Or, I guess if it were on a t-shirt it would be better like: FINISH THE BOOK, WRITE THE REVIEW, DO IT NOW, NO NOW NOT TOMORROW, NO PUT DOWN THE BAG OF CHIPS, DON’T WATCH THAT EPISODE, YOU WILL REGRET THIS LATER!!! Something like that. Maybe that’s too much text for a t-shirt. Probably too niche of a market, anyway.
I remember liking this book back when I read it mid-July, but specifics are mostly escaping me now. The biggest thing I remember about reading it was that it felt weirdly like a short story collection, or at least reminiscent of one in how episodic it felt. This makes sense to me as the first two books in the series were short story collections, so that’s sort of the mode Sapkowski was in. Also, writing these long, detailed, dialogue-heavy scenes and then just completely moving onto something else seems to be part of his style.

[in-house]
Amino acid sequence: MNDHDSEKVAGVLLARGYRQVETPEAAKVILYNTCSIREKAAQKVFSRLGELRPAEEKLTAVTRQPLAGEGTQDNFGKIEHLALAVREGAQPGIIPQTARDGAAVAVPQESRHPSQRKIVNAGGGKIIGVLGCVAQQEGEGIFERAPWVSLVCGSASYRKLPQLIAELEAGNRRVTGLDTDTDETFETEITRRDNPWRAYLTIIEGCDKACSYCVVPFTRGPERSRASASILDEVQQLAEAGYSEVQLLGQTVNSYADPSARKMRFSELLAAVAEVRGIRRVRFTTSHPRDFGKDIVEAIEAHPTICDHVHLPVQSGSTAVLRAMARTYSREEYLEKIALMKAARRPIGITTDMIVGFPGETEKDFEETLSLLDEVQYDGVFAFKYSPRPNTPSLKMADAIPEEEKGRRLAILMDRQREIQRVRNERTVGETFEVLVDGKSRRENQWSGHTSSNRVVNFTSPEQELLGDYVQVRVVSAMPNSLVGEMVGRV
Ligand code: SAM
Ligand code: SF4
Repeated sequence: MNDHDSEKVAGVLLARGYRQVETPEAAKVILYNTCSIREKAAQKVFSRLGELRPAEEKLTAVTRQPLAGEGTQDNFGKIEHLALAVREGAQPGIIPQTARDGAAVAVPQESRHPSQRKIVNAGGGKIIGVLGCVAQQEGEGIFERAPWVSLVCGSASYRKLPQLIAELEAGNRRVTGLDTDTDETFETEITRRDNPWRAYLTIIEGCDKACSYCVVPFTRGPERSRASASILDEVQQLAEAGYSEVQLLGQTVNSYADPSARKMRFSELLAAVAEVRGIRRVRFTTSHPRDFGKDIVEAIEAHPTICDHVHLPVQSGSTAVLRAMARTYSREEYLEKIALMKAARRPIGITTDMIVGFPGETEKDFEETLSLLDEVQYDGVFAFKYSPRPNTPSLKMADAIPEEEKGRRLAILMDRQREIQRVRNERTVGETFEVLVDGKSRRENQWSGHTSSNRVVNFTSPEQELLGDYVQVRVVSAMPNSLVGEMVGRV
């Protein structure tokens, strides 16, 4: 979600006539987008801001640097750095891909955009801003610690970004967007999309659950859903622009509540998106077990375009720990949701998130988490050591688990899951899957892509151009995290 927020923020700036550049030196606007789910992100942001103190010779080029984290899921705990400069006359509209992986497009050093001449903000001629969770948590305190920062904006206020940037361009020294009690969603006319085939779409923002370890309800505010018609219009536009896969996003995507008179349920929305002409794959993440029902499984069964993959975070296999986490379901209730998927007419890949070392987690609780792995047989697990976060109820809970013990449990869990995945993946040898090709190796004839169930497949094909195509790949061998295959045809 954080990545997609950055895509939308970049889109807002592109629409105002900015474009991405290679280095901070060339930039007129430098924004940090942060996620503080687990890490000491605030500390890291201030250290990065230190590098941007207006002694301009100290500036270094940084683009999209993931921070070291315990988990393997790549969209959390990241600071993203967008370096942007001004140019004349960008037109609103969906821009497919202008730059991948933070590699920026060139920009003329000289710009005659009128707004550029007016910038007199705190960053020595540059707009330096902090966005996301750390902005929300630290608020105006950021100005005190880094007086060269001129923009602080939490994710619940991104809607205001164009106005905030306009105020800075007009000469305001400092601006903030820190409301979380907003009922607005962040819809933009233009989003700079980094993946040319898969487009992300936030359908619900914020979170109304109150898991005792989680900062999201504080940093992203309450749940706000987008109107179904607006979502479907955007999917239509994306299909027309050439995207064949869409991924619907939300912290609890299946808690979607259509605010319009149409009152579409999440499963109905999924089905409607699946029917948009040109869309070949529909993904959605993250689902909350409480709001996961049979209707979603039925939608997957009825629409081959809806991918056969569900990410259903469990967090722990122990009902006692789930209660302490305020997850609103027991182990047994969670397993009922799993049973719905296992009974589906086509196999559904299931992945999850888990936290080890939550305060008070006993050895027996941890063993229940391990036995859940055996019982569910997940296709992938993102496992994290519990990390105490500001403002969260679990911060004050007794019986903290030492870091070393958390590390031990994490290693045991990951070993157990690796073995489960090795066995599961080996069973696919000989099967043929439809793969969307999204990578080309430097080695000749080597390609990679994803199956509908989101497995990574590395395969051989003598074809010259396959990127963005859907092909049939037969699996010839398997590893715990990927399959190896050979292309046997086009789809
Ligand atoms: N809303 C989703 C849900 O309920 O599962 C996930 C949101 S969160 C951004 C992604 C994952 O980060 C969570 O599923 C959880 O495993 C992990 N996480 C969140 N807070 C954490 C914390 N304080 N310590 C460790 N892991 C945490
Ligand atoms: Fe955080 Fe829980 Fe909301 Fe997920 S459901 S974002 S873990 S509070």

It’s also not Sapkowski’s style to hand you all the answers. You have to piece a lot of what’s going on in the larger Witcher world yourself, the political situation is incredibly fraught, and we only get context bit by bit as the book goes on, learning gradually what the stakes are for not only Geralt and Ciri and Yennefer, etc, but for the larger socio-cultural landscape they occupy. The title hints toward the most poignant section of the book, and also how the conflict is likely to bear out, and who it will hurt the most.
There’s a lot more of Ciri here, and I continue to like her as a presence, mostly for what she does to Geralt and Yennefer, as she bonds with them and changes their priorities. I should probably get to books two and three (the ones I own) sooner rather than later, so I don’t forget even more of what’s relevant to the story.